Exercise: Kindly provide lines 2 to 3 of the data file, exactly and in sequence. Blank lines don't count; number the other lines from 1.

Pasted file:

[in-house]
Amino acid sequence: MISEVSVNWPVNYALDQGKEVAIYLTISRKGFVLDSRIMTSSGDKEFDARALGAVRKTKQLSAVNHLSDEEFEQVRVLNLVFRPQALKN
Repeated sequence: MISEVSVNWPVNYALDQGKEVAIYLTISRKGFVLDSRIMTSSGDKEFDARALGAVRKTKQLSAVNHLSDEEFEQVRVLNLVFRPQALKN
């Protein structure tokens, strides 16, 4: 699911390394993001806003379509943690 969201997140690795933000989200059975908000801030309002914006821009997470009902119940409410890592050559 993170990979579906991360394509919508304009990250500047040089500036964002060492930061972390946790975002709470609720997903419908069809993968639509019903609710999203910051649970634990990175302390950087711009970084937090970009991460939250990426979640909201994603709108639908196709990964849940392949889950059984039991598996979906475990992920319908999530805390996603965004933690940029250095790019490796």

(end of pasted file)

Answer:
Amino acid sequence: MISEVSVNWPVNYALDQGKEVAIYLTISRKGFVLDSRIMTSSGDKEFDARALGAVRKTKQLSAVNHLSDEEFEQVRVLNLVFRPQALKN
Repeated sequence: MISEVSVNWPVNYALDQGKEVAIYLTISRKGFVLDSRIMTSSGDKEFDARALGAVRKTKQLSAVNHLSDEEFEQVRVLNLVFRPQALKN